Physical assaults on NHS Borders staff more than doubled in 2018/19.
A total of 1040 staff members were physically assaulted, with 837 verbally assaulted.
The figures are a major increase from figures in 2017/18 when 461 NHS staff were the victims of physical assault, while 366 where targeted verbally.
The new analysis also shows that in 2017/18, the latest year for which figures are available, 190 people from across Scotland were convicted under the Emergency Workers Act – the legislation specifically designed to protect staff like nurses, doctors and paramedics.
Figures for the same year show there were 12,759 physical assaults recorded by health boards, meaning just 1.49 per cent led to a conviction.
That’s the lowest rate in at least six years, and means someone who attacks a healthcare worker is half as likely to be convicted now as they were in 2013/14.
Anyone found guilty under the legislation faces up to a year in jail and a fine of up to £10,000.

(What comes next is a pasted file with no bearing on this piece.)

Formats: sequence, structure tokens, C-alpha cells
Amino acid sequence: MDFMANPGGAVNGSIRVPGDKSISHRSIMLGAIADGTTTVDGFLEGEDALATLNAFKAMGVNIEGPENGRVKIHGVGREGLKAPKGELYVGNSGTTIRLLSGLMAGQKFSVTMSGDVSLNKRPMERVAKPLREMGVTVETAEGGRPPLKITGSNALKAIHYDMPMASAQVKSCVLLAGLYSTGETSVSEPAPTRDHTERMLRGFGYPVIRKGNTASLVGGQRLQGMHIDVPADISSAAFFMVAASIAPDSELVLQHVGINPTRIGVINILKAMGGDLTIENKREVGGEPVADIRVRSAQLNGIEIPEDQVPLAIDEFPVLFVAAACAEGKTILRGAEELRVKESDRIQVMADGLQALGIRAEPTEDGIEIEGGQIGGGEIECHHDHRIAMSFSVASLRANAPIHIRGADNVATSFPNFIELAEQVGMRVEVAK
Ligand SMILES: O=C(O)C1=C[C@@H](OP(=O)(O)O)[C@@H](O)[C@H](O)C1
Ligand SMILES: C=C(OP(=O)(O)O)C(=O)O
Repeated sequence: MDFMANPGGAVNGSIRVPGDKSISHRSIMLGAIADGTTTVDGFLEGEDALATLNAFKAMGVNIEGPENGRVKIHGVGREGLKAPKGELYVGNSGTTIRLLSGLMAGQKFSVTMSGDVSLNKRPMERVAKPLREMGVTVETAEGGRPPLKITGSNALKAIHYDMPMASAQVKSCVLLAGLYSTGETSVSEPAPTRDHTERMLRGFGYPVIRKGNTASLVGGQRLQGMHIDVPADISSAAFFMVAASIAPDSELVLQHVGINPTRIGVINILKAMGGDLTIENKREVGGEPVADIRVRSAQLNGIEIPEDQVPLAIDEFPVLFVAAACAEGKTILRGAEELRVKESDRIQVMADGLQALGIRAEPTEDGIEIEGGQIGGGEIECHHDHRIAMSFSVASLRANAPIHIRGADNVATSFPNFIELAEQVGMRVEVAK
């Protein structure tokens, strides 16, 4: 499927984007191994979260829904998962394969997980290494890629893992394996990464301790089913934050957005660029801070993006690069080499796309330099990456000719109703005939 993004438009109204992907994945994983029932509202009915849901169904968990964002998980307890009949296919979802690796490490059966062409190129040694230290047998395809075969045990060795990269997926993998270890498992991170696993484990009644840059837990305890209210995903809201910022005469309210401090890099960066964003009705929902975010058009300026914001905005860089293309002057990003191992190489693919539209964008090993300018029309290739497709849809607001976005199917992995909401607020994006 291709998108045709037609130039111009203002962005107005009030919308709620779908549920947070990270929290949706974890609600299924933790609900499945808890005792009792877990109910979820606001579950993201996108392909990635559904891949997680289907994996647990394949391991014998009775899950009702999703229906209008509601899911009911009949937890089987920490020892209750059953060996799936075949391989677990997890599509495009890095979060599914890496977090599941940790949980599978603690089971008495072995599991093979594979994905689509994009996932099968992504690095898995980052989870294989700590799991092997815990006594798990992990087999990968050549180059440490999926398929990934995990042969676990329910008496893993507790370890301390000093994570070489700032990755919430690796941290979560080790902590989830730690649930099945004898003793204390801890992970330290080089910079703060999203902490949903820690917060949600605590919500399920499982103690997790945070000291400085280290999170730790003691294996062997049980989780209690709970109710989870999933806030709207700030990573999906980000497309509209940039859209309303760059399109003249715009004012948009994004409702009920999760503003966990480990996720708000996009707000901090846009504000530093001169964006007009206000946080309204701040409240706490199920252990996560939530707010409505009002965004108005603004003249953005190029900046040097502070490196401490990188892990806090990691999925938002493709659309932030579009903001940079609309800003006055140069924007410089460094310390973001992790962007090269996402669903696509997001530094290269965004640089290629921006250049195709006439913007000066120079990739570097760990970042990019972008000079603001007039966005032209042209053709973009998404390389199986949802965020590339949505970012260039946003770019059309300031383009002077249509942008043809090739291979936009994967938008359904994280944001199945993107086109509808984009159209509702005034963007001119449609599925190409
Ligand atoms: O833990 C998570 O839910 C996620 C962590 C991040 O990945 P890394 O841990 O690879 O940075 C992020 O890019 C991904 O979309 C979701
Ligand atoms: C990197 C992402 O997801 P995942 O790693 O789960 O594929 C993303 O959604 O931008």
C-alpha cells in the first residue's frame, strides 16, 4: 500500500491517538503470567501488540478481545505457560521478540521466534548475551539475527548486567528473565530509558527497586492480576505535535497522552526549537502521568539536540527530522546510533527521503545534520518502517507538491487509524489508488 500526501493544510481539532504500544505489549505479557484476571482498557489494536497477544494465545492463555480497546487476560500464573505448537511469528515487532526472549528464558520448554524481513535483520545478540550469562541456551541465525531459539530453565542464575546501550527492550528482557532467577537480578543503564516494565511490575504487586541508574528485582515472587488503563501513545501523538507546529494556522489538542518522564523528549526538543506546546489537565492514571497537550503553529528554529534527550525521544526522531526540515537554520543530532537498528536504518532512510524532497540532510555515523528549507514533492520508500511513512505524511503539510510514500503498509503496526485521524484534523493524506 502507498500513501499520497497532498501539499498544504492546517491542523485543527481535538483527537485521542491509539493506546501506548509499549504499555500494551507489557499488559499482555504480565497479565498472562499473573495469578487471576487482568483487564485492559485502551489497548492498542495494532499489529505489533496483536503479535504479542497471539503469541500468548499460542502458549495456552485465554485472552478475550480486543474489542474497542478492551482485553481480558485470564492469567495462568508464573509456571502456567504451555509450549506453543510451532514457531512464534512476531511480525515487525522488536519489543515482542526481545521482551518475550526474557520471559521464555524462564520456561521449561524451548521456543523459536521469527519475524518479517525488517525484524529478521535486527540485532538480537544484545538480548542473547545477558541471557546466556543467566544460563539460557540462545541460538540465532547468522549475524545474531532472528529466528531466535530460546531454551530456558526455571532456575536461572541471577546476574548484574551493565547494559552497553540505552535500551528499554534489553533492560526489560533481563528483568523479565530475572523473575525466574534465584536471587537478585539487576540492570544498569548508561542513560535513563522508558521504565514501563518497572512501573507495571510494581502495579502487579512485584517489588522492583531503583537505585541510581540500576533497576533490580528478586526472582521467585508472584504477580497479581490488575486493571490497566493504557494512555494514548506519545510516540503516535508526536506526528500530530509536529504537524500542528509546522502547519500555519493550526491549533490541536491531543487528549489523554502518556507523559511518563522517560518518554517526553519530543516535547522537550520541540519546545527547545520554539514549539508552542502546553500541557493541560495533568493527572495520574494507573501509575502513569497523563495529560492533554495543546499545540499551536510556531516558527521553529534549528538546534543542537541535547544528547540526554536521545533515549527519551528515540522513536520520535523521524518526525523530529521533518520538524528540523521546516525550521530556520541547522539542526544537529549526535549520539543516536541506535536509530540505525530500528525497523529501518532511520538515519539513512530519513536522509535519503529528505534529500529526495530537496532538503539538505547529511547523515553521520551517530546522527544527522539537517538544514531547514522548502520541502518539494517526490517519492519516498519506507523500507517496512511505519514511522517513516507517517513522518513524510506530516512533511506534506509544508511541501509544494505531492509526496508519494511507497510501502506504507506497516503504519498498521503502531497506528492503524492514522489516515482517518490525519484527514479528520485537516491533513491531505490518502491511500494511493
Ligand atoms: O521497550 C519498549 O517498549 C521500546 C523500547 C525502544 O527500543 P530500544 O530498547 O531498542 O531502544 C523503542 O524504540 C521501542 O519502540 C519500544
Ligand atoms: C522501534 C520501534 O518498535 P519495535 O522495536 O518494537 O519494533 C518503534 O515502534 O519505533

Shadow health secretary Miles Briggs said NHS workers would continue to be at risk unless more work was done to punish those responsible for attacking them.
Mr Briggs said: “It would be unrealistic to expect all reports of NHS assaults to end up in the court room.
“But the fact just 1.5 per cent of physical assaults result in a conviction is a real insult to our brave healthcare workers.
“These are caring professionals who put themselves on the line to protect us – the least they should expect is protection by the law.
“Progress on tackling violence against NHS staff will never be made unless we start getting tough on those responsible for it.
“As it stands, under this soft-touch SNP government, someone who attacks an NHS worker has nearly a 100 per cent chance of getting away with it.”
A spokesman for NHS Borders said: “NHS Borders staff have a right to be able to perform their duties without fear of aggressive, abusive or violent acts. Whenever an incident of assault occurs, it is recorded and fully investigated.
“Staff affected by assaults are given appropriate support but quite frankly it is just unacceptable that this can happen to people trying to help and working in the NHS or anywhere.”